One of the most attractive flower stalks of the native grasses. Bracts hang uniformly from one side of the stem and have bright purple red anthers with white stigmas. Eventually small oat-like seeds grace the one side of its stem. Excellent in loamy and dry soils but not aggressive when planted with other tall grasses. Due to its non-aggressive, semi-clumping nature, Sideoats Grama is an excellent choice for planting with wildflowers in a meadow landscape. Seeds produced later in the season provide food for numerous song and game birds. Plant height ranges from 60-90 cm (2-3′). This perennial warm season grass is hardy to Zone 3. 350 seed/gram. 125g $15.50. .
How to Grow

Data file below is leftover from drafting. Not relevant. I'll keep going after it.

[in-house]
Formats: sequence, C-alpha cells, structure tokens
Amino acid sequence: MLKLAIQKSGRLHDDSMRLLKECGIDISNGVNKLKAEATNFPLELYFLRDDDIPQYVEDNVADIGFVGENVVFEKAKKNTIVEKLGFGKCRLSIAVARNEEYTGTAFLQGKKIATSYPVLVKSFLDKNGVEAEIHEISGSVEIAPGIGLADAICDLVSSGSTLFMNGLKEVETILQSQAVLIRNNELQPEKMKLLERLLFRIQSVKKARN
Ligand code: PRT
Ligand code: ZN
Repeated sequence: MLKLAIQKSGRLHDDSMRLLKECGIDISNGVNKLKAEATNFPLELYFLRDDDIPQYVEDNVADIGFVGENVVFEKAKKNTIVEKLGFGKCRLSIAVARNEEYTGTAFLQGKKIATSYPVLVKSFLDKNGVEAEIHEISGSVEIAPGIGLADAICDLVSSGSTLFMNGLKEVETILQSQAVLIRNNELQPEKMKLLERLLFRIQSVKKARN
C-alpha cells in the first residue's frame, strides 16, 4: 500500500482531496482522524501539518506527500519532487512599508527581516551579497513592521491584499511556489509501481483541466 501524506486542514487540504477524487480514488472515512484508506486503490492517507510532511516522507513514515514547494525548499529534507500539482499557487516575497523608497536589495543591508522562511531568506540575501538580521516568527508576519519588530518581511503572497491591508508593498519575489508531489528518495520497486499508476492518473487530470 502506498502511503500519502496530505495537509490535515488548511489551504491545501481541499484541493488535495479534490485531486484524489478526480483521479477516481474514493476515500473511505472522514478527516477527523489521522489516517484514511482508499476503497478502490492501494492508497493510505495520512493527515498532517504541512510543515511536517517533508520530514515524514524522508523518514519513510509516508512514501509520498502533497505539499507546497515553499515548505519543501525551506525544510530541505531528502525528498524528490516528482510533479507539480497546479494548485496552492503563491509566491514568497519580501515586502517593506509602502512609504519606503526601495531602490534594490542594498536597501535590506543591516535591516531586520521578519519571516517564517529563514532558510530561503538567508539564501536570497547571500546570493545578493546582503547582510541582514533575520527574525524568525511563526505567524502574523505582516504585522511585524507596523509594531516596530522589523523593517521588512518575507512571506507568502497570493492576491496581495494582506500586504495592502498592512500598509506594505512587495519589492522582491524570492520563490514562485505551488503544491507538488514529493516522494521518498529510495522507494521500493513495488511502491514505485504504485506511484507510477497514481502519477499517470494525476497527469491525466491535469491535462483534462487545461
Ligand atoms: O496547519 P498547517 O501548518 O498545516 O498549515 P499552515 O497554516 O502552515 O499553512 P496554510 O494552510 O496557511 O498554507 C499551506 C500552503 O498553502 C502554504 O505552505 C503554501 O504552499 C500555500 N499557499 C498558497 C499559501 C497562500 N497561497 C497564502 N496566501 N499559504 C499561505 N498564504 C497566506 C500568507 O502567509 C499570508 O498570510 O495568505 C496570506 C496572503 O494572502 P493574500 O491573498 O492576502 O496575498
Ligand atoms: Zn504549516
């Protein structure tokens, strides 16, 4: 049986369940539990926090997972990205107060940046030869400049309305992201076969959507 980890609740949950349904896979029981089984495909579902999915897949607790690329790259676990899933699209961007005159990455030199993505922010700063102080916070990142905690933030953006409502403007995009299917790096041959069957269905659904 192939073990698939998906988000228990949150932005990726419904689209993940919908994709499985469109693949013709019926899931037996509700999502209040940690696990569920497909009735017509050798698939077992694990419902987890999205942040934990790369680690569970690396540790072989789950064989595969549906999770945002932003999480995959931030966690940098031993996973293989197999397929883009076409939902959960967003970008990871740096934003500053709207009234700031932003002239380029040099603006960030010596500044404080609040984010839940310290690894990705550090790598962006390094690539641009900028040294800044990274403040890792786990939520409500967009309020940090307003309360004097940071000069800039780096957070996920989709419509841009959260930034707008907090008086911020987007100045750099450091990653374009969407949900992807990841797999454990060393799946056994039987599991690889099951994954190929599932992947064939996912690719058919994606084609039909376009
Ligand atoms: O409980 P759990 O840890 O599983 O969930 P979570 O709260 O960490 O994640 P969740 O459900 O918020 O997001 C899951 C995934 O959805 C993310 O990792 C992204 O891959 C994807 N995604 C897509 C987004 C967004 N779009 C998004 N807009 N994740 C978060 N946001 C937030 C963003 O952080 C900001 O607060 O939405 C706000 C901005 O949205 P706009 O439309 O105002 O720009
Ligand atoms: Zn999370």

Native grasses do best when planted in the fall, between Oct. 15th and Nov. 15th. Late fall sowings additionally stratify any seed that may be dormant. Side Oats Grama will also do well when sown in the spring. Keep in mind that should ideal growing conditions not occur, the seed may go dormant and not germinate until the spring the following year. Managing Native Grasses and Wildflowers. Many native plants will not bloom until the second year of growth when grown from seed. Avoid the use of supplemental fertilizer as this encourages weeds at the expense of the native plants. During the establishment year, native species plantings should be watered when dictated by the weather. The following year’s growth adapts easily to local climate and soil conditions needing only what nature provides. Mow to 20 cm (8″) height at least once through the first year of growth should aggressive weeds threaten to take over the planting and again after the fall frosts have reduced annual foliage. Consider a controlled burn of prairie species where municipal laws permit. The encroachment of woody or non-prairie vegetation is curtailed by fire allowing the prairie community to thrive.